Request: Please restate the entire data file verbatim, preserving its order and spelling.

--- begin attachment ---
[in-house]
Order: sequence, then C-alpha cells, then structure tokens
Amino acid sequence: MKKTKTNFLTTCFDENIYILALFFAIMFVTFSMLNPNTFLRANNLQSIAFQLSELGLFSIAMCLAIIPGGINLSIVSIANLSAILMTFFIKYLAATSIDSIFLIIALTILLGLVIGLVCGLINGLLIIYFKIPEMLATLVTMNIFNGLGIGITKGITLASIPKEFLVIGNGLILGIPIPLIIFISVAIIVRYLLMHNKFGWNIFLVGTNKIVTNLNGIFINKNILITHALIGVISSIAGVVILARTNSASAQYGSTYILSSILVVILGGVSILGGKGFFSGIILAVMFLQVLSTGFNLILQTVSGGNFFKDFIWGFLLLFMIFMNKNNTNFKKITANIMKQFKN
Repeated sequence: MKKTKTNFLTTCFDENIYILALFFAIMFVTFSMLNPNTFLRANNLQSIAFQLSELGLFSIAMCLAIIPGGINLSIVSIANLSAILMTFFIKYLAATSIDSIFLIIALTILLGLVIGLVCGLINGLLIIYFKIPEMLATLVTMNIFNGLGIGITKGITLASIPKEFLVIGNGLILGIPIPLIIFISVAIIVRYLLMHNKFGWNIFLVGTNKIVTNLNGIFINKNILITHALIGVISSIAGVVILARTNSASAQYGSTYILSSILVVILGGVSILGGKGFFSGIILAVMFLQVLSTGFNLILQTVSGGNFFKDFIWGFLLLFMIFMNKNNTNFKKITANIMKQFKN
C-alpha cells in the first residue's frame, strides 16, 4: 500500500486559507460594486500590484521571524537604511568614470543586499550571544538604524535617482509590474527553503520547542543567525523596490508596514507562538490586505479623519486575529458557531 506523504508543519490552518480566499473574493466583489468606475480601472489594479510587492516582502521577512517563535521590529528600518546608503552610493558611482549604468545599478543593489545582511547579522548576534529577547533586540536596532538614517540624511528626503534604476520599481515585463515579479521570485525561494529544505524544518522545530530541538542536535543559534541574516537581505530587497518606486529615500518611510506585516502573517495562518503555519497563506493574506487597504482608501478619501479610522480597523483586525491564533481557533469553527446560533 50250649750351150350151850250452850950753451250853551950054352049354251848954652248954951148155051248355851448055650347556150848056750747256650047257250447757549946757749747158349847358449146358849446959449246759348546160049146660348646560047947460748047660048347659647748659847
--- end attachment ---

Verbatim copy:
[in-house]
Order: sequence, then C-alpha cells, then structure tokens
Amino acid sequence: MKKTKTNFLTTCFDENIYILALFFAIMFVTFSMLNPNTFLRANNLQSIAFQLSELGLFSIAMCLAIIPGGINLSIVSIANLSAILMTFFIKYLAATSIDSIFLIIALTILLGLVIGLVCGLINGLLIIYFKIPEMLATLVTMNIFNGLGIGITKGITLASIPKEFLVIGNGLILGIPIPLIIFISVAIIVRYLLMHNKFGWNIFLVGTNKIVTNLNGIFINKNILITHALIGVISSIAGVVILARTNSASAQYGSTYILSSILVVILGGVSILGGKGFFSGIILAVMFLQVLSTGFNLILQTVSGGNFFKDFIWGFLLLFMIFMNKNNTNFKKITANIMKQFKN
Repeated sequence: MKKTKTNFLTTCFDENIYILALFFAIMFVTFSMLNPNTFLRANNLQSIAFQLSELGLFSIAMCLAIIPGGINLSIVSIANLSAILMTFFIKYLAATSIDSIFLIIALTILLGLVIGLVCGLINGLLIIYFKIPEMLATLVTMNIFNGLGIGITKGITLASIPKEFLVIGNGLILGIPIPLIIFISVAIIVRYLLMHNKFGWNIFLVGTNKIVTNLNGIFINKNILITHALIGVISSIAGVVILARTNSASAQYGSTYILSSILVVILGGVSILGGKGFFSGIILAVMFLQVLSTGFNLILQTVSGGNFFKDFIWGFLLLFMIFMNKNNTNFKKITANIMKQFKN
C-alpha cells in the first residue's frame, strides 16, 4: 500500500486559507460594486500590484521571524537604511568614470543586499550571544538604524535617482509590474527553503520547542543567525523596490508596514507562538490586505479623519486575529458557531 506523504508543519490552518480566499473574493466583489468606475480601472489594479510587492516582502521577512517563535521590529528600518546608503552610493558611482549604468545599478543593489545582511547579522548576534529577547533586540536596532538614517540624511528626503534604476520599481515585463515579479521570485525561494529544505524544518522545530530541538542536535543559534541574516537581505530587497518606486529615500518611510506585516502573517495562518503555519497563506493574506487597504482608501478619501479610522480597523483586525491564533481557533469553527446560533 50250649750351150350151850250452850950753451250853551950054352049354251848954652248954951148155051248355851448055650347556150848056750747256650047257250447757549946757749747158349847358449146358849446959449246759348546160049146660348646560047947460748047660048347659647748659847